Uh, no, it didn't. JavaScript was a stupid idea, and should never have been allowed to happen. Unless your site is trustworthy and useful, you DO NOT GET TO RUN JAVASCRIPT.

Comment I can't wait! (Score 0) 395

For a few months I am consulting in San Jose and driving from Berkeley. I can't wait for all of those folks to move to the cities and get off the roads! Typical commute is 1.5 hours to drive no more than 49 miles. Even getting on the road at 6 AM doesn't beat the traffic.

Comment Re:Phenotipyc variance (Score 1) 204

I am no authority on homosexuality. All I really know is that I meet a lot of gay folks here in Berkeley, and they are every bit as nice as anyone else.

Nor am I a genetics expert. But I know enough to hold a discussion.

You are right that there may be no genetic connection with homosexuality, because it doesn't seem to be inherited in general. But there are intriguing differences such as digit ratio, and we know that many developmental differences can have a genetic factor. Who knows what we will find?

I think the flaw with your argument is that you are assuming that homosexuals don't breed. Not true, and there may also be factors increasing the success of their offspring such as small, educated and relatively affluent families.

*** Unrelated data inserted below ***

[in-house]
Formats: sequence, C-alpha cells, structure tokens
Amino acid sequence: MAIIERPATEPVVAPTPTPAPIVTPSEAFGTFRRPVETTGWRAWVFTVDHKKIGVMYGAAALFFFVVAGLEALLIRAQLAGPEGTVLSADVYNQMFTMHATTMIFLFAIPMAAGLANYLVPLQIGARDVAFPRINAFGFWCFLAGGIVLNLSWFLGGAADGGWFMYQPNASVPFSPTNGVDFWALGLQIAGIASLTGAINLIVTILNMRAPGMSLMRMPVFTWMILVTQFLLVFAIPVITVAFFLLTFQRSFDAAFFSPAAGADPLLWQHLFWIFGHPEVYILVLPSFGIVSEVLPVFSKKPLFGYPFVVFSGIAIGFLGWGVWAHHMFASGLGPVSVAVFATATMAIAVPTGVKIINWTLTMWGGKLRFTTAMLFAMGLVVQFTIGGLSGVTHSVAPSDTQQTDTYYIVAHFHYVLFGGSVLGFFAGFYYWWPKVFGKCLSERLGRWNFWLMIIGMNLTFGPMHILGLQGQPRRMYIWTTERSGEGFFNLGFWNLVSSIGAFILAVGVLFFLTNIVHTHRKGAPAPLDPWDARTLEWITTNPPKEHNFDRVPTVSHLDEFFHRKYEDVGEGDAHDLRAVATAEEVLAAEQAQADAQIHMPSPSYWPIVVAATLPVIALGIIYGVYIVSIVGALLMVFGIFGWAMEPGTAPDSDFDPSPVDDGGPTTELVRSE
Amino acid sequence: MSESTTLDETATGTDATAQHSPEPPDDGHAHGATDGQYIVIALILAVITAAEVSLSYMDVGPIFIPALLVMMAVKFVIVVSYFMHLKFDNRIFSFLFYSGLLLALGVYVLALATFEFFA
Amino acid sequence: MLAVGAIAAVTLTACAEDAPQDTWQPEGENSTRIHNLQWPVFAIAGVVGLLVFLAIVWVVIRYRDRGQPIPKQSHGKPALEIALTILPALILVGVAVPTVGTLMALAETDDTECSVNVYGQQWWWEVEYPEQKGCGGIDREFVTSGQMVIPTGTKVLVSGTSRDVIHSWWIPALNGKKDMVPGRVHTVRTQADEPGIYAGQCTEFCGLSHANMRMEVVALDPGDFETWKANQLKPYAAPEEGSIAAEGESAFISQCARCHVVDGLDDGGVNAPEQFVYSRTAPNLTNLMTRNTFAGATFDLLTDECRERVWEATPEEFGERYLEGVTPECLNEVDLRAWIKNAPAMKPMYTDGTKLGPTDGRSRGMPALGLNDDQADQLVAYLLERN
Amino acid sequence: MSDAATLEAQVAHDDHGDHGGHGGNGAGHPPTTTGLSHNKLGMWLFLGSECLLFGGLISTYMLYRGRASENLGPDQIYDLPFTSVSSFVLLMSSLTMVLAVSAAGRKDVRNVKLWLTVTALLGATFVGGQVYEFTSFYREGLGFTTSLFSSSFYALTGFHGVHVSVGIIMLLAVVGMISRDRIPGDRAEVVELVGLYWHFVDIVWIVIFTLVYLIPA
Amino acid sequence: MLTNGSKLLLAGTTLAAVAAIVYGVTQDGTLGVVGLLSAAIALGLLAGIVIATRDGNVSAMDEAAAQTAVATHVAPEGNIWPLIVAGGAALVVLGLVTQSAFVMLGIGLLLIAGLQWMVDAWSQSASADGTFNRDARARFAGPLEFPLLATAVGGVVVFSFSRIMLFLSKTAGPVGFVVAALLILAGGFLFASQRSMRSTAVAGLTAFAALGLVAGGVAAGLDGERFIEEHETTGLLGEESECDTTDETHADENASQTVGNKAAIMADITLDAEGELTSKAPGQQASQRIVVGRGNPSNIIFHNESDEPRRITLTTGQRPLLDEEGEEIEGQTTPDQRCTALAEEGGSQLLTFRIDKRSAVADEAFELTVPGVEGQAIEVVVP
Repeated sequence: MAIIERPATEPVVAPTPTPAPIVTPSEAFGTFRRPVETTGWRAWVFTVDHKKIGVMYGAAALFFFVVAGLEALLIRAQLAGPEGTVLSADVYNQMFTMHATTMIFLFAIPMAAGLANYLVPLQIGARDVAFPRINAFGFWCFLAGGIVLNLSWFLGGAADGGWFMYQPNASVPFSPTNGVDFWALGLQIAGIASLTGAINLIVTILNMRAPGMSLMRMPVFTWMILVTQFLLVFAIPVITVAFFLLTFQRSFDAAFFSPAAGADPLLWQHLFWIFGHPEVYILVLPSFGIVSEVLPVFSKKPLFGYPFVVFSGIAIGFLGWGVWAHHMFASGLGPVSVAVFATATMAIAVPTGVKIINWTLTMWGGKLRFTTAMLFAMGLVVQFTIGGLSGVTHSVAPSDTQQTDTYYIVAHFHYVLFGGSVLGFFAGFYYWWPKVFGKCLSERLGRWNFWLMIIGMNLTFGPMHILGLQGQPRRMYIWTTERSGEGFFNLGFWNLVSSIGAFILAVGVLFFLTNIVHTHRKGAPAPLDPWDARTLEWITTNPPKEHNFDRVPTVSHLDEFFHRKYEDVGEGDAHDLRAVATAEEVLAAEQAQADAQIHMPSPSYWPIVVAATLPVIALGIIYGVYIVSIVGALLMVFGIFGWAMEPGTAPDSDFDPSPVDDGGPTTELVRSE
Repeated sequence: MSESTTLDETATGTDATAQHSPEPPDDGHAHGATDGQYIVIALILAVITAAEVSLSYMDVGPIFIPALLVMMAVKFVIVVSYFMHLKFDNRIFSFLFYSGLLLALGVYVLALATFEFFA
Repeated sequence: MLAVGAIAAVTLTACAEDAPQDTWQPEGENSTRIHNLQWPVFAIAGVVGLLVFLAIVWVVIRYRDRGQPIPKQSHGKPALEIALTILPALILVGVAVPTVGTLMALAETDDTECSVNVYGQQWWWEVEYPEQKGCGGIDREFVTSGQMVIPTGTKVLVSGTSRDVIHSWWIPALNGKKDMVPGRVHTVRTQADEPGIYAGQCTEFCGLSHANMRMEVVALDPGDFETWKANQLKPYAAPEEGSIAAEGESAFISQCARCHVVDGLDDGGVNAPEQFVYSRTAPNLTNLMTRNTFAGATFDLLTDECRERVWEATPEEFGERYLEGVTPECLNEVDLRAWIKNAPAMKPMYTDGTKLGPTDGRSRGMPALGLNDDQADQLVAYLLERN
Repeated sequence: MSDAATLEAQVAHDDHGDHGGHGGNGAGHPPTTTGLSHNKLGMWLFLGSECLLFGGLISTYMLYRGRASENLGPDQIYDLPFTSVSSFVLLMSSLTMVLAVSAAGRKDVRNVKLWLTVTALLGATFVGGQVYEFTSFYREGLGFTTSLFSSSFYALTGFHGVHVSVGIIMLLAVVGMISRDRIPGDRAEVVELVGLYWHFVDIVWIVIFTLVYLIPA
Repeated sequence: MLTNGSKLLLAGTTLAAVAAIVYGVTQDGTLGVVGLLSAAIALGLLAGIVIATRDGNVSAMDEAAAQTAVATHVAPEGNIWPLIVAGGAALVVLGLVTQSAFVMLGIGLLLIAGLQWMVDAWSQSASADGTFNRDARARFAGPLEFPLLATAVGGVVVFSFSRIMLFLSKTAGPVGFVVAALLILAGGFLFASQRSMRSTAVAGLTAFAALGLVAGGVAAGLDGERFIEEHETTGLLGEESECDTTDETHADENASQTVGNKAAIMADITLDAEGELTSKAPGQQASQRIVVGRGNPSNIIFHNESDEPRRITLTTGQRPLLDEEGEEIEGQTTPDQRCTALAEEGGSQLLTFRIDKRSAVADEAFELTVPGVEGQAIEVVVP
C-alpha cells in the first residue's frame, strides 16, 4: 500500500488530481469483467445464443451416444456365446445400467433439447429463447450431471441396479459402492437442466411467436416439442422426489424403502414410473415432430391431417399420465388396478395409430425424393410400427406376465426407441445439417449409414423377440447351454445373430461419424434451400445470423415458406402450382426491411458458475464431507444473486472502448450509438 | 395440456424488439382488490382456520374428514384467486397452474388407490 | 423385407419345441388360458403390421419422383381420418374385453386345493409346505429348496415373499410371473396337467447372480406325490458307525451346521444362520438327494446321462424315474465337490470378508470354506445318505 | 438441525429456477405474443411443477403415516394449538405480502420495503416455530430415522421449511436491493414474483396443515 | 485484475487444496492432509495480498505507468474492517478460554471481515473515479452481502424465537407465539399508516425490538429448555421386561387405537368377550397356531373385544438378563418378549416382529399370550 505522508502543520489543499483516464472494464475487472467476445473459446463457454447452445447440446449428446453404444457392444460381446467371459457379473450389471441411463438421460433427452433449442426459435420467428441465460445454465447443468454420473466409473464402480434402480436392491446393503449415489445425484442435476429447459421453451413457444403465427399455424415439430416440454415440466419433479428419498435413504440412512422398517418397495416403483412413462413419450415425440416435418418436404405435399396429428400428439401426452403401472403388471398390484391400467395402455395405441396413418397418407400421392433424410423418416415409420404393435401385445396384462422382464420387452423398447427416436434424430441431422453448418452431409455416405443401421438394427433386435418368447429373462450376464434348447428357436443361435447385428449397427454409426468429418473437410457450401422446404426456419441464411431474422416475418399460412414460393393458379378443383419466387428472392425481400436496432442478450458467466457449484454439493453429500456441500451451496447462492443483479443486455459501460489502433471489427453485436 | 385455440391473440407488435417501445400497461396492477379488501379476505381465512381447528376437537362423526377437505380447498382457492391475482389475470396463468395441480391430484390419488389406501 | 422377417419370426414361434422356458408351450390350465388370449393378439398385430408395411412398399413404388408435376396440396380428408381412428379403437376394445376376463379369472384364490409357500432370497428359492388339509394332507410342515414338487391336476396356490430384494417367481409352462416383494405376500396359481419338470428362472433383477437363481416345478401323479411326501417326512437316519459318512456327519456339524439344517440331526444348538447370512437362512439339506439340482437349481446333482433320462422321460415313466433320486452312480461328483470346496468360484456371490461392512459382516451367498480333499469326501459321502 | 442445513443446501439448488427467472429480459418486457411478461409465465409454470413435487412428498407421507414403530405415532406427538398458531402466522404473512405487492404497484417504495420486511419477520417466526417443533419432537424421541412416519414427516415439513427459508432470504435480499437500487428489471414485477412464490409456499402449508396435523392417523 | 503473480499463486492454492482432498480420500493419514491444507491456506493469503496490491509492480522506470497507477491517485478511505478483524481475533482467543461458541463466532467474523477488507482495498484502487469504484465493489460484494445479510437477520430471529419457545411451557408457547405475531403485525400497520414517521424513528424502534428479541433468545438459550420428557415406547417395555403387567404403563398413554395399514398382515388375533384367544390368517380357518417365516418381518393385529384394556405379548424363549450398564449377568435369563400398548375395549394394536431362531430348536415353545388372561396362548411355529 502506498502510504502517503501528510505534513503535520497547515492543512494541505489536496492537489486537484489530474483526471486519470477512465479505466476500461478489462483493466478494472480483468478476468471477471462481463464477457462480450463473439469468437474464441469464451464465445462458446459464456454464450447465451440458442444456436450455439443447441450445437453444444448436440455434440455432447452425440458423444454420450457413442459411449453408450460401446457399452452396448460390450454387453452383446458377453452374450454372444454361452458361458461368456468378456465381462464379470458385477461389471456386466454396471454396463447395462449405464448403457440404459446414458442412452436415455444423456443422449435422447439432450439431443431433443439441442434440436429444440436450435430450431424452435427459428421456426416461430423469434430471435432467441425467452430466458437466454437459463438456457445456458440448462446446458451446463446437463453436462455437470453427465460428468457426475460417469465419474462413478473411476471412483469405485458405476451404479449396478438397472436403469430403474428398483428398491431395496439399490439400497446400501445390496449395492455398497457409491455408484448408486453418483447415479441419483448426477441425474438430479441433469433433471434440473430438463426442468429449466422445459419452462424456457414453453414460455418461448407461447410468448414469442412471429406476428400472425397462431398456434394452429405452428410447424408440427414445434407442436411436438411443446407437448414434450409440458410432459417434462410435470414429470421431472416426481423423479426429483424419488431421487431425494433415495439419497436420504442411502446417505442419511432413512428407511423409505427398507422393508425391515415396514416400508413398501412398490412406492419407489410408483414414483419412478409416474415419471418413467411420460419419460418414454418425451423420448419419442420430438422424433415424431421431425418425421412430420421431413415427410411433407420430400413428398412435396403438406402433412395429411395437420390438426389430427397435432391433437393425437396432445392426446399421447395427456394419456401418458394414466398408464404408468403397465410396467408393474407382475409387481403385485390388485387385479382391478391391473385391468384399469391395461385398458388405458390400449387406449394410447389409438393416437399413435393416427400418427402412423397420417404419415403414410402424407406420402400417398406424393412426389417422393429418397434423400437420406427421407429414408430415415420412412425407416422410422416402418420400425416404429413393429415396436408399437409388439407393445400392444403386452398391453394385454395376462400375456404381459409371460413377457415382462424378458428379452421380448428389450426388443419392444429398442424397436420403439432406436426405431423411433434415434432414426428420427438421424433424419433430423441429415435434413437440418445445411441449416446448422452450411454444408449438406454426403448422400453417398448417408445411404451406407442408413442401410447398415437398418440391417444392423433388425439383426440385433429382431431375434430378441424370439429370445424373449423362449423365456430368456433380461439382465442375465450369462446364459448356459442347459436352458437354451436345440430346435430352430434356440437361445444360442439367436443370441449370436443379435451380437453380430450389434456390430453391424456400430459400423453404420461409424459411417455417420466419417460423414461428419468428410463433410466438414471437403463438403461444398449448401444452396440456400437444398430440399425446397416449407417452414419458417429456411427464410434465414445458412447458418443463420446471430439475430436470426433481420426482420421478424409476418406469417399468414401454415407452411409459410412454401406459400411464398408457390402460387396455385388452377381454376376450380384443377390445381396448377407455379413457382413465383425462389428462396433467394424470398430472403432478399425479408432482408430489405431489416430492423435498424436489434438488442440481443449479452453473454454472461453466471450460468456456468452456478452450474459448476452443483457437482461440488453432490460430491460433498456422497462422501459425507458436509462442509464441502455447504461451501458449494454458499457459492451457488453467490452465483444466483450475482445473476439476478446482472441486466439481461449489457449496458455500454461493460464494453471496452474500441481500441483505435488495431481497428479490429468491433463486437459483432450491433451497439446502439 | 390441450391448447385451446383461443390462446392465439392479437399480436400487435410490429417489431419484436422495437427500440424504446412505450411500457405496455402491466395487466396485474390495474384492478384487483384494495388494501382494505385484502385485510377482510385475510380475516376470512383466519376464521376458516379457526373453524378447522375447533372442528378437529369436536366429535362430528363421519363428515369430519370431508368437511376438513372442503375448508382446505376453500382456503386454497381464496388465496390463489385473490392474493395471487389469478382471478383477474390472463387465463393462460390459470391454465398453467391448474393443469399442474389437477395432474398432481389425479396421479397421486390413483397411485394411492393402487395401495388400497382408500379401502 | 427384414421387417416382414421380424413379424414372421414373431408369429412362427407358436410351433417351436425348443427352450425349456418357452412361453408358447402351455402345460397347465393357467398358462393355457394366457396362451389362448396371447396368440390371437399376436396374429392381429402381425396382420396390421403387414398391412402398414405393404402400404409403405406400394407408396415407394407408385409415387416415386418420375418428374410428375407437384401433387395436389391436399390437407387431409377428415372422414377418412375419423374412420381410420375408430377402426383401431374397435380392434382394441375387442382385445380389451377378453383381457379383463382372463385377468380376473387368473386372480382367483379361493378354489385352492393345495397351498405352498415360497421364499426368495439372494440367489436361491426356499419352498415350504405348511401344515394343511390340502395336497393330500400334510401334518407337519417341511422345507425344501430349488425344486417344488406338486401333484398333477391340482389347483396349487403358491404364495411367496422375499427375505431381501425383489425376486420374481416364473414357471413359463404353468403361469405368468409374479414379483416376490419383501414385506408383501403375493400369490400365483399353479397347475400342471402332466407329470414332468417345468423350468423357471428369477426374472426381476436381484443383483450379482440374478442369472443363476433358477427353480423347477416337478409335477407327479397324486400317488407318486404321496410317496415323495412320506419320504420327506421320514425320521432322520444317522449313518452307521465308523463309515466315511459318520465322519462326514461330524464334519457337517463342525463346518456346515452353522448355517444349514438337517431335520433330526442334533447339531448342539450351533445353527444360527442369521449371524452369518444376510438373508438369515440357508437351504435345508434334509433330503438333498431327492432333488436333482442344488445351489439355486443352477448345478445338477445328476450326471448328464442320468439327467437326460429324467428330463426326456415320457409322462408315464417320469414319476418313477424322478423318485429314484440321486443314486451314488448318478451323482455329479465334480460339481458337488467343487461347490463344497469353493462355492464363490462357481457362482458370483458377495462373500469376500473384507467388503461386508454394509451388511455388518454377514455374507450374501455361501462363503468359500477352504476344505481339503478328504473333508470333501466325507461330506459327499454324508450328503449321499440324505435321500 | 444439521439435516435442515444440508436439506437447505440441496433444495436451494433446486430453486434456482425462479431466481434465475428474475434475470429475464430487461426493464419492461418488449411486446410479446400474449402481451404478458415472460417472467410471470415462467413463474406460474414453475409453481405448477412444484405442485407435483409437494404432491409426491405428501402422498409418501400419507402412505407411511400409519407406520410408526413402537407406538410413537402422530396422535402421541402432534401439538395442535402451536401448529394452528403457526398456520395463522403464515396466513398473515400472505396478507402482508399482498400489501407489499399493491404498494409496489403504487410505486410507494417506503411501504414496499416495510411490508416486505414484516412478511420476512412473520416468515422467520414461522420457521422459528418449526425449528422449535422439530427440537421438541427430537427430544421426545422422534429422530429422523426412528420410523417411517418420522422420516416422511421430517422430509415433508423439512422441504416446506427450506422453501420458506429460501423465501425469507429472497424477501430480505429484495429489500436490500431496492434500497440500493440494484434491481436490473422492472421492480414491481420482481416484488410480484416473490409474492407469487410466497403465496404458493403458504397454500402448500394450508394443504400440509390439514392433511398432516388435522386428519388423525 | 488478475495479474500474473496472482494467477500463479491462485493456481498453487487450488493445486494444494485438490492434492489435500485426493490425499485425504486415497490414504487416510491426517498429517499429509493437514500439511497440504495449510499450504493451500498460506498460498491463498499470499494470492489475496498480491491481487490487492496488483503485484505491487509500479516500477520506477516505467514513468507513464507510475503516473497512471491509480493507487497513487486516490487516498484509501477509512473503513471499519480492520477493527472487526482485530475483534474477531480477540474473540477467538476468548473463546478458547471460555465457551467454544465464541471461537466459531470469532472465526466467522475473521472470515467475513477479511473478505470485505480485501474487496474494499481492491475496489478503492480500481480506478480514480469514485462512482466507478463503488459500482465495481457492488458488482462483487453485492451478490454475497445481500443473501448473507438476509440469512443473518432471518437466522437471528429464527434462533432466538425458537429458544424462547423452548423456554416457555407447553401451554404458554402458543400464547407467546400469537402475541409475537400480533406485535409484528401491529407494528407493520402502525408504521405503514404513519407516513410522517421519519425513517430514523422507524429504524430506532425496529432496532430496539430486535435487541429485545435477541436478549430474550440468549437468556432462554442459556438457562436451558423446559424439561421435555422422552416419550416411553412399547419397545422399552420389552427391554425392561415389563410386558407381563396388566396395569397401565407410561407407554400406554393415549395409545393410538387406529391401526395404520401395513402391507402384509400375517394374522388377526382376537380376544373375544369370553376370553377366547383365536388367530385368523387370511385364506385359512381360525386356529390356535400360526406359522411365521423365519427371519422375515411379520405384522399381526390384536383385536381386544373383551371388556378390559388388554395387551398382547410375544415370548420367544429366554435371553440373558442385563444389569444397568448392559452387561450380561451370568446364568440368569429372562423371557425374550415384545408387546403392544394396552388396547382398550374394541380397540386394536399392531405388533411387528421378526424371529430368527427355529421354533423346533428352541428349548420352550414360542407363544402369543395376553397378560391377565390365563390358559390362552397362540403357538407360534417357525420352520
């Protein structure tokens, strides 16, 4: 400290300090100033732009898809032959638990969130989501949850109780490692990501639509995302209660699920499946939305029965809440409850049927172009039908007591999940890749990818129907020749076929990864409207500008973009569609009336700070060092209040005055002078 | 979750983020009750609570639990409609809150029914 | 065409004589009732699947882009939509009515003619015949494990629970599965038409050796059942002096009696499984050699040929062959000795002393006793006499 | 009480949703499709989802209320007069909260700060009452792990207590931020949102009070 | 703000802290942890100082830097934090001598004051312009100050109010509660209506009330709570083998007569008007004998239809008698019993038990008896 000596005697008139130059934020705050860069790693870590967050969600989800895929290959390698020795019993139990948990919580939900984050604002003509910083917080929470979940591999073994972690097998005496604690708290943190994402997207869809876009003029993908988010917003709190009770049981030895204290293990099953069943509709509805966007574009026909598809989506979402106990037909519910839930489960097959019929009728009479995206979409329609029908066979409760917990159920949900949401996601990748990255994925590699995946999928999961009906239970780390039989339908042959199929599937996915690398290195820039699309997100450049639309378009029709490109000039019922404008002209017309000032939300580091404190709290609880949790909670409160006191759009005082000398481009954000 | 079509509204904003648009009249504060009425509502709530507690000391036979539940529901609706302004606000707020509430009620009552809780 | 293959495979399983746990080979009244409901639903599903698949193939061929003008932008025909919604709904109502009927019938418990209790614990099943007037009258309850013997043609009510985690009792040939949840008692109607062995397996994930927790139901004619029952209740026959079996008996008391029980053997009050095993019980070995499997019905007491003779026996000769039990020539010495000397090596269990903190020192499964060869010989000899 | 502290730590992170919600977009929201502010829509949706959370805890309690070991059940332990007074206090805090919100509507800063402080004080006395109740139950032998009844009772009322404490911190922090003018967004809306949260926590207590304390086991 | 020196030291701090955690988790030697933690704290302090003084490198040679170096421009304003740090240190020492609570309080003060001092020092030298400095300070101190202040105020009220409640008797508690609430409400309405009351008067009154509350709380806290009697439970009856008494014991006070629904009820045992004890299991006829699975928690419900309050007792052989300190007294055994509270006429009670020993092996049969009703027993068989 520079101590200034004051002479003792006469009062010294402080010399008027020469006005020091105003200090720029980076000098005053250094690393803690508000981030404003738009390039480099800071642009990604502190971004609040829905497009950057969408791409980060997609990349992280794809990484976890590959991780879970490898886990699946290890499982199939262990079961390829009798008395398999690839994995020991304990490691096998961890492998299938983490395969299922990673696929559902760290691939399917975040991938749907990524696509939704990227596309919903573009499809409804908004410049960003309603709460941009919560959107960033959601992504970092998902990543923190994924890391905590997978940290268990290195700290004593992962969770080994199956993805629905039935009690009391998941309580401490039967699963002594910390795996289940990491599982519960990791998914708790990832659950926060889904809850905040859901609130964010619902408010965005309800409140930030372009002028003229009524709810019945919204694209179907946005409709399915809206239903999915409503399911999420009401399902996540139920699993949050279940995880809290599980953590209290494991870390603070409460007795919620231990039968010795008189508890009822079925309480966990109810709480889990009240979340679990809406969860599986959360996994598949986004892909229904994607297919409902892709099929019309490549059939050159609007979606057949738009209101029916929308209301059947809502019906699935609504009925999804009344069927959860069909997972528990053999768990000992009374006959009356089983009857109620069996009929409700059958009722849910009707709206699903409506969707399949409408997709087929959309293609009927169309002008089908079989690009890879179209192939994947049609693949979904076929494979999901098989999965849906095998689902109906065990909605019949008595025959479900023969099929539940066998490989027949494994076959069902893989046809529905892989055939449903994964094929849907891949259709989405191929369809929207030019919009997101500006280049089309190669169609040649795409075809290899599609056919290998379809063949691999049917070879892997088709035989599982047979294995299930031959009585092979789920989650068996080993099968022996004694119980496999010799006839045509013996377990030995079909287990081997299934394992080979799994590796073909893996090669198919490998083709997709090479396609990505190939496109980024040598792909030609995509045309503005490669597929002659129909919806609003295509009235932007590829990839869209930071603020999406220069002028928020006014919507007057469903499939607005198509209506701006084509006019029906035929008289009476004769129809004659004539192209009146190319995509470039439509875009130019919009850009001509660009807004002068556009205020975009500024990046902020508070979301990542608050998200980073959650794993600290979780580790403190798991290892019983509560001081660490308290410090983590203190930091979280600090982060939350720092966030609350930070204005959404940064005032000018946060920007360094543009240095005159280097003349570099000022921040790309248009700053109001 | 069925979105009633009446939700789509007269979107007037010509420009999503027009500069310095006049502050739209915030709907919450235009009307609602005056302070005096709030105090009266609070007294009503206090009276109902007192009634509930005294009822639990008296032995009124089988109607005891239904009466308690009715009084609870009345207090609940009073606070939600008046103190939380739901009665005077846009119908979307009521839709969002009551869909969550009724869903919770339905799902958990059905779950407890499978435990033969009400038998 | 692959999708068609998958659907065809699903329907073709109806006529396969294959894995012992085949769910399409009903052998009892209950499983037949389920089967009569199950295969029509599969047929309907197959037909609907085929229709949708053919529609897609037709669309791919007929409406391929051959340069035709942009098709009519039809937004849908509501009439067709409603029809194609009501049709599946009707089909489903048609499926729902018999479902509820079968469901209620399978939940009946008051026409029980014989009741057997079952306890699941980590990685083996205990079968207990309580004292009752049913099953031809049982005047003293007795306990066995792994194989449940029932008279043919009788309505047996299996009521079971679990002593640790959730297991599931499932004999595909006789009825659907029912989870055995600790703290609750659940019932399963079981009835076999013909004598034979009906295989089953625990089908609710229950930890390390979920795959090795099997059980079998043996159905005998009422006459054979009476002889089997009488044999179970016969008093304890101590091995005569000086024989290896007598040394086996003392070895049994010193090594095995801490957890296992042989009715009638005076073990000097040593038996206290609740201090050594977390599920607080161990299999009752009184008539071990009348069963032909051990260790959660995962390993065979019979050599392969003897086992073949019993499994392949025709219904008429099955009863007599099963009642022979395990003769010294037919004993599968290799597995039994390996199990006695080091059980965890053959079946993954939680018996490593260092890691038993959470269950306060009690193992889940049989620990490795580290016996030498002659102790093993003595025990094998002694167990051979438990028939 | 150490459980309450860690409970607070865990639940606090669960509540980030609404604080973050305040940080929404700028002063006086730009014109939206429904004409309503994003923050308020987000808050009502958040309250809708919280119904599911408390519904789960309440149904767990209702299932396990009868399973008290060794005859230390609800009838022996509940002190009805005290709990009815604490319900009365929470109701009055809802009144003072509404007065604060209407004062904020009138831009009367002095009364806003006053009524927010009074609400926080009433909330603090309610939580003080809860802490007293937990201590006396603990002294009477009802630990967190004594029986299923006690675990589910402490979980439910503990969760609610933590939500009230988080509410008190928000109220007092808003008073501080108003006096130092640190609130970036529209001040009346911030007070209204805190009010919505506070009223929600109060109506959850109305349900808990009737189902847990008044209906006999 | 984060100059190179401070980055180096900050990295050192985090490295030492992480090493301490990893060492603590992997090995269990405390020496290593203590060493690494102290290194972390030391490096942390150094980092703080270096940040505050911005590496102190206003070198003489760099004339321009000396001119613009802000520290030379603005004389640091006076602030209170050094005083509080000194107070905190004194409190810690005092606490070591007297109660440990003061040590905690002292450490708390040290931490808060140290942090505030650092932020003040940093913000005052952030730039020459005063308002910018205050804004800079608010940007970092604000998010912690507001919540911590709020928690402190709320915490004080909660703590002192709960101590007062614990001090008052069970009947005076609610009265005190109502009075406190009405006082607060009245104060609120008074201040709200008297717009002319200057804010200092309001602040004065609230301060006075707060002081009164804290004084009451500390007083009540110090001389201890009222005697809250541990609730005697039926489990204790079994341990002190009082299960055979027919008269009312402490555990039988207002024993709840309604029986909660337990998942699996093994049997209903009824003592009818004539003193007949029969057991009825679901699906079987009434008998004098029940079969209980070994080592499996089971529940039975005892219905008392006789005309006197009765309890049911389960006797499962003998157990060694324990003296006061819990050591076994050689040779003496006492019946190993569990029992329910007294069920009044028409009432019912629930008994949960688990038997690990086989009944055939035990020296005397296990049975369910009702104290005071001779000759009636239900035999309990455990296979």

Next, do not assume that direct reproductive success is the only possible pro-survival factor. The contribution of homosexuals to the reproductive success of their close genetic relatives or even their community may be a pro-survival factor for genes like their own.

Comment Not necessarily the right place (Score 2, Insightful) 97

I have no objection to protocol experiments that are 100% Open Source implementations. I wouldn't trust one that was not, and an Open Standard is just instructions for people who make implementations.

But it seems that a lot of this might belong in a system facility rather than the browser and server. I don't know if it makes sense to put all of TLS in the kernel, but at least it could go in its own process. Using UDP is fine for an experiment, but having 200 different ad-hoc network stacks each tied into their own application and all of them using UDP is not.